30 percent of all cancer deaths and 87 percent of deaths from lung cancer in the United States are caused by smoking tobacco.
Tobacco is one of the most addictive and harmful substances to the human body. People who regularly smoke increase the risk of developing irreversible diseases. The most common damage is to the respiratory system, like pulmonary emphysema, chronic bronchitis and asthma.
In the U.S., 87 % of deaths from lung cancer and 30% of cancer deaths are generally caused by smoking. The other points of the body where this disease occurs, usually because of tobacco, are the mouth, larynx, esophagus, bladder, kidney and pancreas. Smokers tend to suffer from high blood pressure and other cardiovascular problems such as blood clots and aneurysms that can lead to a stroke or a heart attack.
The main threat of tobacco is its addictive nature, whether it is smoked or chewed. Once a person begins to use it, over time it is more difficult to quit, increasing the risk to health. Tobacco also reduces the body's defenses, making people more vulnerable to infections and viruses. It also generates damage to the reproductive system, causing fertility problems.
The many negative effects of cigarette smoking problems include poor healing, loss of sight by macular degeneration, diseases in teeth and gums, decreased sense of smell and taste, and an increase in wrinkles on the skin.
Nicotine: is an alkaloid present in tobacco that is quickly absorbed into the bloodstream and stimulates the nervous system, causing a strong dependence on the cigarette. This is the tobacco component that produces addiction.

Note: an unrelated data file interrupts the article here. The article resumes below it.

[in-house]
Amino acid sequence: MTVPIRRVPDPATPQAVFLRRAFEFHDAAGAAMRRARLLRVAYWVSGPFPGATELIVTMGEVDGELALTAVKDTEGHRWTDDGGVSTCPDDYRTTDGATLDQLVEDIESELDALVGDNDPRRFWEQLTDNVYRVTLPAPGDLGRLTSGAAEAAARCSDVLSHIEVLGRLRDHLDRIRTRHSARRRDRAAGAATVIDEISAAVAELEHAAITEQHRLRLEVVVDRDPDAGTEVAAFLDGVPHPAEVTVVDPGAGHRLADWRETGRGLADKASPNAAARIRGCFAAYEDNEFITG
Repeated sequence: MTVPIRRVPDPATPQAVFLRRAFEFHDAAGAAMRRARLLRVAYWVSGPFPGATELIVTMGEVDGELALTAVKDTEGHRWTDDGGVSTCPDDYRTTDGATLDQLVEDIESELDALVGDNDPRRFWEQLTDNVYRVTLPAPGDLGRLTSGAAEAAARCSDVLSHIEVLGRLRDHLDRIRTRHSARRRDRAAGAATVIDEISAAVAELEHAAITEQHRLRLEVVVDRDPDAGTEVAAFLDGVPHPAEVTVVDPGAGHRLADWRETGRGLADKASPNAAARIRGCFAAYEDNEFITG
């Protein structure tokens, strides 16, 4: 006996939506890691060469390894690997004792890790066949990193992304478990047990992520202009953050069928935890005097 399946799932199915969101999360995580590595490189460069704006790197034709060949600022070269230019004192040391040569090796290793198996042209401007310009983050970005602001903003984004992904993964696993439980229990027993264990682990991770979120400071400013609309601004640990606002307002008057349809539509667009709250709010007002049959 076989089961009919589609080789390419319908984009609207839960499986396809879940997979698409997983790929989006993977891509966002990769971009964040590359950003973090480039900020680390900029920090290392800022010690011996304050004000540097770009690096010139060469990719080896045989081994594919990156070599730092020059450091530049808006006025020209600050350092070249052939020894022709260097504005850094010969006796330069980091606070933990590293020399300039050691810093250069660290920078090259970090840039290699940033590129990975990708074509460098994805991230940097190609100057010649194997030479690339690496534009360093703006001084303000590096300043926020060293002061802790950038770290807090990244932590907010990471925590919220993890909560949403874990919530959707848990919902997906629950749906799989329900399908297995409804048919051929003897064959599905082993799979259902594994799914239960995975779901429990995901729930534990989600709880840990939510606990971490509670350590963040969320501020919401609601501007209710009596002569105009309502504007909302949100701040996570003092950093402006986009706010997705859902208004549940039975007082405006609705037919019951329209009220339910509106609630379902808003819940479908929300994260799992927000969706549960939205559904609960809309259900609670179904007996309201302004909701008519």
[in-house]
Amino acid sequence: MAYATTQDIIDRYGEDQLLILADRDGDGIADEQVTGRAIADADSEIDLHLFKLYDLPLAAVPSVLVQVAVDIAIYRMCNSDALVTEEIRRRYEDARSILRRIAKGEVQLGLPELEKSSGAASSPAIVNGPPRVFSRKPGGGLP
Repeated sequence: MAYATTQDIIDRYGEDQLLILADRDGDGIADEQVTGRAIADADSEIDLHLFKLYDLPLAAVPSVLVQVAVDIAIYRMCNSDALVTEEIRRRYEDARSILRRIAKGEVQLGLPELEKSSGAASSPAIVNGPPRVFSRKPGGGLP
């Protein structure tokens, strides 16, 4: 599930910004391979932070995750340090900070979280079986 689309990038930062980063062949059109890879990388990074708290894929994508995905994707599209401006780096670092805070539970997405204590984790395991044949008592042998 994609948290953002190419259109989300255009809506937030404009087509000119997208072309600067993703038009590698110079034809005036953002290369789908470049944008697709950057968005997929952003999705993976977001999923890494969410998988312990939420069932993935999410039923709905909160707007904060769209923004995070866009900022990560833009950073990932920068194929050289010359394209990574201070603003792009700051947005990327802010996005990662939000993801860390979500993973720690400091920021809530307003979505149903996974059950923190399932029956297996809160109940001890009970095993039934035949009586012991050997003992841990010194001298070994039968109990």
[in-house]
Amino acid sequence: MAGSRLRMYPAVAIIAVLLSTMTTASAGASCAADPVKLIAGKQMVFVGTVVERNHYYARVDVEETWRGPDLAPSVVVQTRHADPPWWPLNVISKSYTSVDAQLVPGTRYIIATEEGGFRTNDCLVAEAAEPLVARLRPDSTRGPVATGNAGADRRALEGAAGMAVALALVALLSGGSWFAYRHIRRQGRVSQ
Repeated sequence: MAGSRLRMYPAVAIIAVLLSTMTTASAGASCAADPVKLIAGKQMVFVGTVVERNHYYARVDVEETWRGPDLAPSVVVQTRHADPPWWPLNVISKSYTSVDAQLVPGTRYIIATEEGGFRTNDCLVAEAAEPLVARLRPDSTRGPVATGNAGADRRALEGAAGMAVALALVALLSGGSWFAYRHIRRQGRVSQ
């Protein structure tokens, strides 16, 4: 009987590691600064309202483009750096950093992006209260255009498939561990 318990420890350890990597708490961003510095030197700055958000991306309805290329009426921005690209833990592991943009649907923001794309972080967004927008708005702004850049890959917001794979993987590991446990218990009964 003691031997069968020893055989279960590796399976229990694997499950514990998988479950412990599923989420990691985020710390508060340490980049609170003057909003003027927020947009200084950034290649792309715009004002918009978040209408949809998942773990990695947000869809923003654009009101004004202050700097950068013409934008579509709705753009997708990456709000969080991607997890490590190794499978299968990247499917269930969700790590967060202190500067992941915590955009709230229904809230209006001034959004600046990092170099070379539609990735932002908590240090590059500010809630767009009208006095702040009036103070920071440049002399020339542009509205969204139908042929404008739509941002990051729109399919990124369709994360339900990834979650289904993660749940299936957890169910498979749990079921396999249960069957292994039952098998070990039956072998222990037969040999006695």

Tar: is a set of carcinogenic chemicals released via cigarette smoke and are stored in the different parts of the body through which they pass, causing severe damage to health.
Passive smokers: are individuals who, although not directly consuming cigarettes, end up inhaling smoke from people smoking around them and increase their risk of smoking-related diseases.
-The first step to quit smoking is to have a real desire and conviction to do so. Think of your own and your family’s health and wellbeing.
-Smoking is the most preventable cause of death in our society. There are many treatments and support groups to help you quit. Talk with your doctor about which treatment is best for you.
-If you are a smoker and you become pregnant, you should quit immediately because you run the risk of a spontaneous abortion, premature birth or a low birth weight and chronic health problems.
-If you are a passive smoker, ask your family and friends to start treatment for quitting, and avoid being present in enclosed spaces when they are smoking.